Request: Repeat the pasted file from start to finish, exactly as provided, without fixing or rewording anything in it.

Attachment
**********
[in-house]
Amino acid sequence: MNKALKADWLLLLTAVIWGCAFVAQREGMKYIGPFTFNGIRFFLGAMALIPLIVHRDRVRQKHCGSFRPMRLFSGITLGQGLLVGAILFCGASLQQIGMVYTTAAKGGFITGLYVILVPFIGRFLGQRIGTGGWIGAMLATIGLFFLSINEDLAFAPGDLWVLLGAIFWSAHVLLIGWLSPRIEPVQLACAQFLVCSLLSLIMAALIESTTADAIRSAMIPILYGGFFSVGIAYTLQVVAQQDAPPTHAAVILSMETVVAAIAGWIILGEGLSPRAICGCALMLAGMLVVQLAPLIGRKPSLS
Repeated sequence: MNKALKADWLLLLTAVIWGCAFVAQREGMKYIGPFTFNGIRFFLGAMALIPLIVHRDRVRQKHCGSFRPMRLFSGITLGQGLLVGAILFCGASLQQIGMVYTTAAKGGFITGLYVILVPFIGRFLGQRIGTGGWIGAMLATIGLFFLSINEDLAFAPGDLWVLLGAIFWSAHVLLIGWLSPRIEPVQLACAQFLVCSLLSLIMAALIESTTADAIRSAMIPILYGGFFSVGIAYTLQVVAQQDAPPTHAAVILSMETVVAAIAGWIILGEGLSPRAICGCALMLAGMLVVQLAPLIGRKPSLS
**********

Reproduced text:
[in-house]
Amino acid sequence: MNKALKADWLLLLTAVIWGCAFVAQREGMKYIGPFTFNGIRFFLGAMALIPLIVHRDRVRQKHCGSFRPMRLFSGITLGQGLLVGAILFCGASLQQIGMVYTTAAKGGFITGLYVILVPFIGRFLGQRIGTGGWIGAMLATIGLFFLSINEDLAFAPGDLWVLLGAIFWSAHVLLIGWLSPRIEPVQLACAQFLVCSLLSLIMAALIESTTADAIRSAMIPILYGGFFSVGIAYTLQVVAQQDAPPTHAAVILSMETVVAAIAGWIILGEGLSPRAICGCALMLAGMLVVQLAPLIGRKPSLS
Repeated sequence: MNKALKADWLLLLTAVIWGCAFVAQREGMKYIGPFTFNGIRFFLGAMALIPLIVHRDRVRQKHCGSFRPMRLFSGITLGQGLLVGAILFCGASLQQIGMVYTTAAKGGFITGLYVILVPFIGRFLGQRIGTGGWIGAMLATIGLFFLSINEDLAFAPGDLWVLLGAIFWSAHVLLIGWLSPRIEPVQLACAQFLVCSLLSLIMAALIESTTADAIRSAMIPILYGGFFSVGIAYTLQVVAQQDAPPTHAAVILSMETVVAAIAGWIILGEGLSPRAICGCALMLAGMLVVQLAPLIGRKPSLS